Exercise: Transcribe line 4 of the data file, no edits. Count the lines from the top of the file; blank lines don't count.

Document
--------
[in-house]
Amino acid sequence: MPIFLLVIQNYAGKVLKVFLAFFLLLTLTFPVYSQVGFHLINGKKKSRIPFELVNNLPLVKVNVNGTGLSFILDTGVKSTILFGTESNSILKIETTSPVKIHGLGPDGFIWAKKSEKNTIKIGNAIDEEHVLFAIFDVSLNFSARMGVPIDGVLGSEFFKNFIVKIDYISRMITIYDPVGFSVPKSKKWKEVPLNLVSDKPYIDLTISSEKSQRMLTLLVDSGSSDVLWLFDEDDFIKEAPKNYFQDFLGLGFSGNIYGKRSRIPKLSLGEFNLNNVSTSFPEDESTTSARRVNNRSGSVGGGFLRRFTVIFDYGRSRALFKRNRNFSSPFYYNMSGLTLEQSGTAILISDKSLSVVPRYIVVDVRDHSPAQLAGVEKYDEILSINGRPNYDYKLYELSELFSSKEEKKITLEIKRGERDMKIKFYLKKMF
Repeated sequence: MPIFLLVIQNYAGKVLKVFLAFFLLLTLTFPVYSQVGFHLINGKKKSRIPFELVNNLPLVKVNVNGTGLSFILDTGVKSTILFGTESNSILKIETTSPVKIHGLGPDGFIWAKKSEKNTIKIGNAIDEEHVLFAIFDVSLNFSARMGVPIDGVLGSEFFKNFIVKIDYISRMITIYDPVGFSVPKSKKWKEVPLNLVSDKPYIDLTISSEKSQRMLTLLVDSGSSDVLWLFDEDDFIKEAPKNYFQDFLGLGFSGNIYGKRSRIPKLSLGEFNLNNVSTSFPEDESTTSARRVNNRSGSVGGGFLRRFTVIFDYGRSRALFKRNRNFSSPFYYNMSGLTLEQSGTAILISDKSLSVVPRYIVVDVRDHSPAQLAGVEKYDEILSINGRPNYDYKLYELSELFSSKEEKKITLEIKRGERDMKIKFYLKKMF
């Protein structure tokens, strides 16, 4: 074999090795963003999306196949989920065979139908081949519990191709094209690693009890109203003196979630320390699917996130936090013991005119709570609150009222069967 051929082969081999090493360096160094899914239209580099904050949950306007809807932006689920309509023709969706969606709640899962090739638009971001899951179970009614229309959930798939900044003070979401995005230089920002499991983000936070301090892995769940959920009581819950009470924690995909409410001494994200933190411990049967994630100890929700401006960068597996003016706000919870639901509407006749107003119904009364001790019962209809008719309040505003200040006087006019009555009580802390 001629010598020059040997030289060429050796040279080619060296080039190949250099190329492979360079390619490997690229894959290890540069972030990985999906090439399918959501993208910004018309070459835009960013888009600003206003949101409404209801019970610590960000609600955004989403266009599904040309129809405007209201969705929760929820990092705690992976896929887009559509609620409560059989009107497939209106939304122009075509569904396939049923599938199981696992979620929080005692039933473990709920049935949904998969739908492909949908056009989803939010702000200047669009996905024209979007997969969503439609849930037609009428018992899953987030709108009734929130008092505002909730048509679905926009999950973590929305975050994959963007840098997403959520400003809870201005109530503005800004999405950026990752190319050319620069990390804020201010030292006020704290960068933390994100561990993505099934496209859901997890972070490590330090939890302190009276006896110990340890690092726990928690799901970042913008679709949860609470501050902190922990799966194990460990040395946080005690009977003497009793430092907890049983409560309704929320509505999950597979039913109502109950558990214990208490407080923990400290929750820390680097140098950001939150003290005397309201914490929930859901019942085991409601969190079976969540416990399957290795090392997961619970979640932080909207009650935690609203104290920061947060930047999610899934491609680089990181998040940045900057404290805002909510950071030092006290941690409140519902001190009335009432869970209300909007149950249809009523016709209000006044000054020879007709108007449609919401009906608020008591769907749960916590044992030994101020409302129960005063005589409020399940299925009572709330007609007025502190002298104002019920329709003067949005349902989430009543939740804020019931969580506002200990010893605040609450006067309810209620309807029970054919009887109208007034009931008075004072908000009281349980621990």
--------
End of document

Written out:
């Protein structure tokens, strides 16, 4: 074999090795963003999306196949989920065979139908081949519990191709094209690693009890109203003196979630320390699917996130936090013991005119709570609150009222069967 051929082969081999090493360096160094899914239209580099904050949950306007809807932006689920309509023709969706969606709640899962090739638009971001899951179970009614229309959930798939900044003070979401995005230089920002499991983000936070301090892995769940959920009581819950009470924690995909409410001494994200933190411990049967994630100890929700401006960068597996003016706000919870639901509407006749107003119904009364001790019962209809008719309040505003200040006087006019009555009580802390 001629010598020059040997030289060429050796040279080619060296080039190949250099190329492979360079390619490997690229894959290890540069972030990985999906090439399918959501993208910004018309070459835009960013888009600003206003949101409404209801019970610590960000609600955004989403266009599904040309129809405007209201969705929760929820990092705690992976896929887009559509609620409560059989009107497939209106939304122009075509569904396939049923599938199981696992979620929080005692039933473990709920049935949904998969739908492909949908056009989803939010702000200047669009996905024209979007997969969503439609849930037609009428018992899953987030709108009734929130008092505002909730048509679905926009999950973590929305975050994959963007840098997403959520400003809870201005109530503005800004999405950026990752190319050319620069990390804020201010030292006020704290960068933390994100561990993505099934496209859901997890972070490590330090939890302190009276006896110990340890690092726990928690799901970042913008679709949860609470501050902190922990799966194990460990040395946080005690009977003497009793430092907890049983409560309704929320509505999950597979039913109502109950558990214990208490407080923990400290929750820390680097140098950001939150003290005397309201914490929930859901019942085991409601969190079976969540416990399957290795090392997961619970979640932080909207009650935690609203104290920061947060930047999610899934491609680089990181998040940045900057404290805002909510950071030092006290941690409140519902001190009335009432869970209300909007149950249809009523016709209000006044000054020879007709108007449609919401009906608020008591769907749960916590044992030994101020409302129960005063005589409020399940299925009572709330007609007025502190002298104002019920329709003067949005349902989430009543939740804020019931969580506002200990010893605040609450006067309810209620309807029970054919009887109208007034009931008075004072908000009281349980621990």